“He will always know what I look like. I will never know what he looks like.”
Rating: 3.5/5 stars
The story of A and Rhiannon lives on in this new book of David Levithan. (I know I need to post this review as soon as possible so here we go). Here we revisit their story, now narrated from the point of view of Rhiannon, so that the readers somehow were given another day to share with them. Of course, the story is not that different from Every Day, it’s just that the book is focused more with the life of Rhiannon, from the time he met A (inside the body of her boyfriend Justin) to the days when she discovered (and finally came to terms) with the secret life of A, towards the heart-wrenching end that we (at least those who read the first book) all knew. (Not that heart-wrenching after all it seems, oops spoiler).
(This is the obligatory second paragraph explanation of the synopsis of the book so please bear with me). The story, which I really need to include in this review, is about how Rhiannon met this guy who seems to be just only a soul because he has no permanent body to reside in. I am still confuse after all this time. Well this soul possesses random bodies of any guy and girl of his age (his 16 year old as per the book) for one day, and that was how Rhiannon met him, inside the body of her boyfriend. For a day. Yes, creepy. Of course, the girl would not believe at first that this guy is just a soul (I am describing him right, right?) but then she accepted this weird and kind of scary thing/phenomenon (or whatever you want to call it) and she fell in love with A, comparing him to his emo/lost boy boyfriend and she underwent this very difficult stuff included when dating a guy with only a soul and not permanent body, like the fact that she could not introduce him to his friends, and the fact that he (I am describing A as a ‘he’, back-off Emma Watson) keeps on being these hot girls, way hotter than her. So it is messed up right?
As I pointed out, the book centers on the life of Rhiannon upon meeting A. I think that the book is about three things:
- How she came to accept that her boyfriend is a no-good boyfriend (finally after nearly 300 pages, she realized this, what an idiot)
- She likes A, and her relationship with A (mountain visit, ocean visit, cinema visit, grocery visit and oh Coffee shop visit)
- She doesn’t like A because he keeps on appearing on this weird set of teenagers: a black girl model, a geek, a wrestler-like geek and others
Let’s discuss the first one. I don’t get it, the feeling of Rhiannon being close to suicidal mode before she met Justin. Sure her parents got divorce and all those sad things, but she has her friends even before she met her boyfriend, but she made it look like Justin saved her from depression, and from him she met her friends. It’s not the case. First, she has her friends long before Justin, so what the— you know what is her problem really? So the whole point of I-do-not-want-to-break-up-with-my-boyfriend drama splattered all over the book is lost in me.
Then she met A! And the story becomes interesting again, because we get a glimpse of A’s life which is, frankly, more interesting than that of Rhiannon. And second, he kept on pushing her to break up with Justin which is good. (Note: Justin is not that bad, he is just like me, lost in thought, thinking that he has problems in the world way heavier than the rest, too much concentrated on his own misery that he forgets to appreciate the people around him).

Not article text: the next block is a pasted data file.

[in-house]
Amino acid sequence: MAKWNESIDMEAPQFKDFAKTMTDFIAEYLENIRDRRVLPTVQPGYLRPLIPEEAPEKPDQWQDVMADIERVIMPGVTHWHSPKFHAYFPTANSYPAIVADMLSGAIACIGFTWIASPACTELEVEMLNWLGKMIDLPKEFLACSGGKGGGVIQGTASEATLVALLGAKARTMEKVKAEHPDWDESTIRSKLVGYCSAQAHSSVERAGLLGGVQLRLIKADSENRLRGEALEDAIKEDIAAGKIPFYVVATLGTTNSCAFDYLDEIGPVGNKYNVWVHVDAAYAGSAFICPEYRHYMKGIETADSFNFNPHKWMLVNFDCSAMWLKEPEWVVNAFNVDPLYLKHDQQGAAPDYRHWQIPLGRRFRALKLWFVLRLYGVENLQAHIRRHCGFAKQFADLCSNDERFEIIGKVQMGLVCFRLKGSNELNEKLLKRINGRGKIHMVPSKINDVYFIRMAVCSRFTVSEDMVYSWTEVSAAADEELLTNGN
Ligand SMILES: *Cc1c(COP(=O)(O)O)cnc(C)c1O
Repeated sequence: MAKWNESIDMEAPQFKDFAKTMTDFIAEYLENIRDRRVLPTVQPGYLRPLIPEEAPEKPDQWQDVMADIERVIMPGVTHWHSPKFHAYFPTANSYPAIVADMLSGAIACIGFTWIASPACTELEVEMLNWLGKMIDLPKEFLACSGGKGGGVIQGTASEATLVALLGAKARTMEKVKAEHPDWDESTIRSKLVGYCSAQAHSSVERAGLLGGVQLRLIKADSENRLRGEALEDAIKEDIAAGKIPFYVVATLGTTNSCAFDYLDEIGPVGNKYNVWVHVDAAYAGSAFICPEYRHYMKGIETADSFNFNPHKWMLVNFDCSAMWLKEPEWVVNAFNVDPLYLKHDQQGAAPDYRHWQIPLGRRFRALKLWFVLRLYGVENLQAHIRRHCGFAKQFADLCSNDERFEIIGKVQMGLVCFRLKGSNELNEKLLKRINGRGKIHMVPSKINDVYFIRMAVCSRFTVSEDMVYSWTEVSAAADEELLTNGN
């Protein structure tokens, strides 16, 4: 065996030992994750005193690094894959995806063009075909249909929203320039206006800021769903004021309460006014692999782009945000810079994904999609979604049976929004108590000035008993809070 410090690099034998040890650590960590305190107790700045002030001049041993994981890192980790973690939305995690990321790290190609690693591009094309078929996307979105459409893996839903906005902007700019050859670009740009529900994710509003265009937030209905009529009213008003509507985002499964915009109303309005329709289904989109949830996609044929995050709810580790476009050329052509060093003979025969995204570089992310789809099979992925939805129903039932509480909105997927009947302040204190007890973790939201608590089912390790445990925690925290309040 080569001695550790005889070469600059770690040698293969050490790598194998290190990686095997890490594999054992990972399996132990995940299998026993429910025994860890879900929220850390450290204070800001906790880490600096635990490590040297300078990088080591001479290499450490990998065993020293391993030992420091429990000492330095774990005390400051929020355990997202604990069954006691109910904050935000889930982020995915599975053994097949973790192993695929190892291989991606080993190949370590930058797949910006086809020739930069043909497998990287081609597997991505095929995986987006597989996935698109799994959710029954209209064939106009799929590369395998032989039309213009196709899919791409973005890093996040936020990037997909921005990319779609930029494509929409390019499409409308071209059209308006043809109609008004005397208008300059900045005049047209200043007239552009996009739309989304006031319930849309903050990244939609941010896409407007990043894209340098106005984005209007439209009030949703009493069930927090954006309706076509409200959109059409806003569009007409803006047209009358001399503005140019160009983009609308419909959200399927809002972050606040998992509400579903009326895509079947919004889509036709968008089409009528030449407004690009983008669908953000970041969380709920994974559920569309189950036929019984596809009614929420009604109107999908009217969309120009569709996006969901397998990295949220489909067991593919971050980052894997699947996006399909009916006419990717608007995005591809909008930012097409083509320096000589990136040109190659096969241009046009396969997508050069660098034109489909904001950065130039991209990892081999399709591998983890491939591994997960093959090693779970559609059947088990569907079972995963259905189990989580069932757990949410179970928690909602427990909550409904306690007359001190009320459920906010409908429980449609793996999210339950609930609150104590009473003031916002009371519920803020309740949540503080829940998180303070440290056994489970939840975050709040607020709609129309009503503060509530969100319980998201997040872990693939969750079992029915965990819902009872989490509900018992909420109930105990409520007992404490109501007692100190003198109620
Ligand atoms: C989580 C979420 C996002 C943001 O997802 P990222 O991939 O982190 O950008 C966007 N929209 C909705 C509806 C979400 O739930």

The third one keeps the book alive, and frankly is the whole point of why Levithan writes this story: it is to narrate the struggles of Rhiannon in dating someone who is not a constant. And in fairness, it really is hard. This is the difference between the two books, while Every Day tells the story of A and how he fell in love with Rhiannon, Another Day tells us about Rhiannon’s struggle to fight her loneliness, on fighting for a love that seemed to not exist, and on delving on the real meaning of that word: love.
“A has made me want to reach past all the cars, to get to all the drivers.”
The discussion in the book about loving the soul not the body is refreshing, even though the topic is not new. The plot of the book keeps the theme interesting, more like making the Lord of the Rings into a movie, if you know what I mean. Also I like the comparison of a body as a car and the driver the soul. Cool.
It is a good thing that I forgot some parts of Every Day because it added up to the excitement of reading this book, which might be boring because it seemed in some parts that you are reading the first book all over again. In this book as in the first, I could feel the pain of A, but also I could feel the pain and the struggles of Rhiannon which I think more of complimented the first book.
But by shifting the point of view of the story from A to Rhiannon, the book became just an ordinary YA book, full of angsty teenagers with common problems, peppered with just an uncommon problem, which is dating a guy like A. (Plus more and more parties!)
Another Day lacks the drama and the depth of its predecessor; it might as well just serve as a companion book to Every Day. But it has its own story, and how it ends keeps us wanting for more.
“I find myself wandering around all of the conversations, avoiding all my friends. I am this body, I think. When my friends see this body, they assume they know a lot about the person inside of it. And when people I don’t know see it, they also make assumptions. No one ever really questions these assumptions. They are this layer of how we live our lives. It’s like an instant form of reading, the way we define each other.”
“And I could not give anyone something real, I could only give them deception.”
“We find ways to navigate the world as it is presented to us.”
“If happiness feels real, it almost doesn’t matter if it’s real or not.”